The onset of All Soul's Day in places where the inhabitants are mostly Catholics suggests a deluging in the local markets of assorted candles of colors, shapes and scents and of a variety of flowers freshly picked from a native farm. The hullabaloos in the flea markets reached as far as the super marts and department stores where people can be seen hurrying to and fro, doing a last minute buying of the things they will need in preparing for the occasion. Such a typical Filipino setting indeed and so much like Christmas Eve, the difference is it's not Christmas and it's not for the living. It is All Soul's Day and it's for the dead.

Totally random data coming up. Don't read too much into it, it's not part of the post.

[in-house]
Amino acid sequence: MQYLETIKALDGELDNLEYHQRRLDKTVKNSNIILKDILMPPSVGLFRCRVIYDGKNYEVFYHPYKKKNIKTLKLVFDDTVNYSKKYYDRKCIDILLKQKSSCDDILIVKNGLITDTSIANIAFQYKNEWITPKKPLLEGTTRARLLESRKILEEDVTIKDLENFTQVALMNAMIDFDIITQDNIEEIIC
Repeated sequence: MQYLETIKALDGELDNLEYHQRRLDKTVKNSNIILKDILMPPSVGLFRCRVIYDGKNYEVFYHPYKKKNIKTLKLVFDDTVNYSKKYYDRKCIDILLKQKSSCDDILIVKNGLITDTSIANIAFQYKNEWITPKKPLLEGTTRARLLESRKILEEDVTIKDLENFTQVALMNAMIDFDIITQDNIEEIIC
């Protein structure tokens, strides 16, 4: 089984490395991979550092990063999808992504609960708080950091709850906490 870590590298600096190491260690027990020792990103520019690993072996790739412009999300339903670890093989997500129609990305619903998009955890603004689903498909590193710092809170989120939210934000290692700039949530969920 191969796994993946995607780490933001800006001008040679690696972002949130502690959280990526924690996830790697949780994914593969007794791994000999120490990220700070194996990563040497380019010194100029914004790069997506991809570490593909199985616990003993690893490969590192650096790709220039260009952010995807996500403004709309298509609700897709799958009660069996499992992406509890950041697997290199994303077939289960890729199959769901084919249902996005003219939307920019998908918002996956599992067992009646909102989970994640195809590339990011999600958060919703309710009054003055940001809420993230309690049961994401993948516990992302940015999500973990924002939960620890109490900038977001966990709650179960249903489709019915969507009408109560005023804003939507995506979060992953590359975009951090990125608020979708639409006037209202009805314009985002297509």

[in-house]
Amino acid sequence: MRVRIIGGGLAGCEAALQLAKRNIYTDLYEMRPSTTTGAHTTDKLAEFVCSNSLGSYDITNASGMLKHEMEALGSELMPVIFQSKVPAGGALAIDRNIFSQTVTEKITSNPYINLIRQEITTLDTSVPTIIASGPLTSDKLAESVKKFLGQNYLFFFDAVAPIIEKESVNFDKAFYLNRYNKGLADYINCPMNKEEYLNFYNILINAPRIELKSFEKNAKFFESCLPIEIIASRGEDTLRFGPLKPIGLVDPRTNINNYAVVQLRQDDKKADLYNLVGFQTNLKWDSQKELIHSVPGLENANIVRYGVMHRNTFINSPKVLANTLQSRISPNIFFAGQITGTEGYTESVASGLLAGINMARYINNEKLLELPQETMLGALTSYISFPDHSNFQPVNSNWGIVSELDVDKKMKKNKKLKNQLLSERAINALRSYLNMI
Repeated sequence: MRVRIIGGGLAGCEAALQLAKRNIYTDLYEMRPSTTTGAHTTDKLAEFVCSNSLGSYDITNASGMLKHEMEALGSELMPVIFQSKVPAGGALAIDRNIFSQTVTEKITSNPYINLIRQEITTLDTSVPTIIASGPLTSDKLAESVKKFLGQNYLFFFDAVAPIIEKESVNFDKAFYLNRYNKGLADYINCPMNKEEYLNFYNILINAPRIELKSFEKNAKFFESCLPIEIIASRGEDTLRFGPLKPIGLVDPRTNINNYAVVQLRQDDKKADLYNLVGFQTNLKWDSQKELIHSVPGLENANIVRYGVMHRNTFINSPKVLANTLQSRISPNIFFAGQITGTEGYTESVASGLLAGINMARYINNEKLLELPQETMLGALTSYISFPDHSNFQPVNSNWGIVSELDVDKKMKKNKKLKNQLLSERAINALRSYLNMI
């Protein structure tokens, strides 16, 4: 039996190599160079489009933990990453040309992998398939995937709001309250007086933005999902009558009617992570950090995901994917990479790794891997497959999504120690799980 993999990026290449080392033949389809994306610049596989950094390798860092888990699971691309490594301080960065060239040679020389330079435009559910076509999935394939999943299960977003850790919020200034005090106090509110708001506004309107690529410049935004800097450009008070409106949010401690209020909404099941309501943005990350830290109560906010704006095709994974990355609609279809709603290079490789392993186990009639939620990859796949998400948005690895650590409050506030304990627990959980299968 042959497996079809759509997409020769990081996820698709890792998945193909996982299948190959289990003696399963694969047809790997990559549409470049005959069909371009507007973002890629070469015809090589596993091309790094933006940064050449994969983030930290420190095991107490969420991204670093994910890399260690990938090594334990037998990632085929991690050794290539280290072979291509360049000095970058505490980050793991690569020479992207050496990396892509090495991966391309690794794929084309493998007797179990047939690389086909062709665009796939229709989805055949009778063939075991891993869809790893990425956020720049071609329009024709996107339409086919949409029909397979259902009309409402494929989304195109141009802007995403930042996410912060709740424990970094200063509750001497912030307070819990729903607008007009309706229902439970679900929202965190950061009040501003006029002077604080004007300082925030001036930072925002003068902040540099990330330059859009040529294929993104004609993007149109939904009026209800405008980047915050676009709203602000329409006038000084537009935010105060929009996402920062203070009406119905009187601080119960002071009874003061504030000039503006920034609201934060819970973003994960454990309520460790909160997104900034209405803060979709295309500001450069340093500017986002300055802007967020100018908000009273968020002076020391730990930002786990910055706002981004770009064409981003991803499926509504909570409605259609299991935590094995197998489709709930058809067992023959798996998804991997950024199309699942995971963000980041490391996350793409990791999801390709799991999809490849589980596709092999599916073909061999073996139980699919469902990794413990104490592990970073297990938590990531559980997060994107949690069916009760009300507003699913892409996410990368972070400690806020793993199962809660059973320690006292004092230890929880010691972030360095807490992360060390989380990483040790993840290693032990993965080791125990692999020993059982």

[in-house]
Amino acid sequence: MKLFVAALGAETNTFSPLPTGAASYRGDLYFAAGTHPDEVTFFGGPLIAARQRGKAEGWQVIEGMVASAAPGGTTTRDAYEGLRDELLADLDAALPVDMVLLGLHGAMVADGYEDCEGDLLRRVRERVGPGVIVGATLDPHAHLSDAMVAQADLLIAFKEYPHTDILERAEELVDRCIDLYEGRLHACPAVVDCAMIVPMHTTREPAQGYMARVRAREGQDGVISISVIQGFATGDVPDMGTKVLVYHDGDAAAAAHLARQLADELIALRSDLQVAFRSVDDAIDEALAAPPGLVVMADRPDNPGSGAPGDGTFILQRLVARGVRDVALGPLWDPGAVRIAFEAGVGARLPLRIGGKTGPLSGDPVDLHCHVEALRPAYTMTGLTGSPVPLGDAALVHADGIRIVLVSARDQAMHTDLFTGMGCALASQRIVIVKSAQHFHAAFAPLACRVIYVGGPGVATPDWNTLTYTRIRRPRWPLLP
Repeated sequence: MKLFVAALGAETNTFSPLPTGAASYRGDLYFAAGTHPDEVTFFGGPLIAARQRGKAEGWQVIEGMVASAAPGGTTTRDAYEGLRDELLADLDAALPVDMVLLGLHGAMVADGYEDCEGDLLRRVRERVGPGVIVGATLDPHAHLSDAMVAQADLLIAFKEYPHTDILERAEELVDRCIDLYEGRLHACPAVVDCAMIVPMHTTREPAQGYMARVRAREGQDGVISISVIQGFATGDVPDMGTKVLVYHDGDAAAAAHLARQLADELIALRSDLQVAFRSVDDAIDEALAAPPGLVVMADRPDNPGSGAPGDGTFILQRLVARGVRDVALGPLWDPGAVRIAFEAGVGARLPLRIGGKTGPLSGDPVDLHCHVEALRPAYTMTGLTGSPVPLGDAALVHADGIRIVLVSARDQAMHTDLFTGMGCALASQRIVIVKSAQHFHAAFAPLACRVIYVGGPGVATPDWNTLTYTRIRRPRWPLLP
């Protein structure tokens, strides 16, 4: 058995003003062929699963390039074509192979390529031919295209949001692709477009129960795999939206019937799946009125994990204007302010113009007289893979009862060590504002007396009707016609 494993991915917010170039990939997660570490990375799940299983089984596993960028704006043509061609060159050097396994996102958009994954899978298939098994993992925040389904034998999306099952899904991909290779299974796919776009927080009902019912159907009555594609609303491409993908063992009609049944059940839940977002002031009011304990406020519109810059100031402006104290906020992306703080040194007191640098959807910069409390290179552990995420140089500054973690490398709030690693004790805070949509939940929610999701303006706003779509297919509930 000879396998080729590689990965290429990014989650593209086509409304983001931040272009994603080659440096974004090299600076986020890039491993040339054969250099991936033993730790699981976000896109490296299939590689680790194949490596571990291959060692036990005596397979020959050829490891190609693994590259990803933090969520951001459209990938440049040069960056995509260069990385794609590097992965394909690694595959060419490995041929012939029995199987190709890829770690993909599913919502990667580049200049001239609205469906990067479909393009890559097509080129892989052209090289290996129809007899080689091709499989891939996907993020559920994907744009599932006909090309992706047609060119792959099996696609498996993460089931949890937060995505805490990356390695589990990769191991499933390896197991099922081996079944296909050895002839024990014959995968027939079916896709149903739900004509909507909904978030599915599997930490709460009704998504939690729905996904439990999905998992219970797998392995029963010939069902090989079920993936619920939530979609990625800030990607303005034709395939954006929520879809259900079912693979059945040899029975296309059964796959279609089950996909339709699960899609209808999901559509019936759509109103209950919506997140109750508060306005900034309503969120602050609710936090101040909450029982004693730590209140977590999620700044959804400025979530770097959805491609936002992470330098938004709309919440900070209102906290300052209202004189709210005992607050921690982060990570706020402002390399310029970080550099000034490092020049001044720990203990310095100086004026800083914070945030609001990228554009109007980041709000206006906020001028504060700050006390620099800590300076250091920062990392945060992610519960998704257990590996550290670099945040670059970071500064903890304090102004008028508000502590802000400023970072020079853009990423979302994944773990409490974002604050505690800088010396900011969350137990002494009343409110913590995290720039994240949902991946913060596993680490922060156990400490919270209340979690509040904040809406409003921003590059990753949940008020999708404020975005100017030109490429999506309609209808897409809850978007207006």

Thursday, September 11, 2008

Philippines Street Foods

In Philippines, you can observe various street foods being sold in any part of the busy city streets or at the small community.
barbecue vendor

Street food is food obtainable from a streetside vendor, often from a makeshift or portable stall with the very affordable prices. Most street food is both finger and fast food.The most common Philippines street foods include fried squidballs, fishballs, kikiams (a type of processed chicken, which are served on a stick, with a variety of dipping sauces).
fish balls and squidball vendor

Roadside stands also serve barbecued pork, chicken and offal, such as pig's blood (colloquially, Betamax after its rectangular shape), chicken heads (helmet), chicken feet (adidas) pig's ears and chicken intestines (isaw). Among more esoteric foods are balut and penoy (duck eggs; with fetus and without, respectively), tokneneng and quek-quek (battered, deep-fried chicken and quail eggs) and deep-fried day-old-chick.

selling balut, chicharon and boiled quail eggs (above)

balut (from youngest to eldest chick)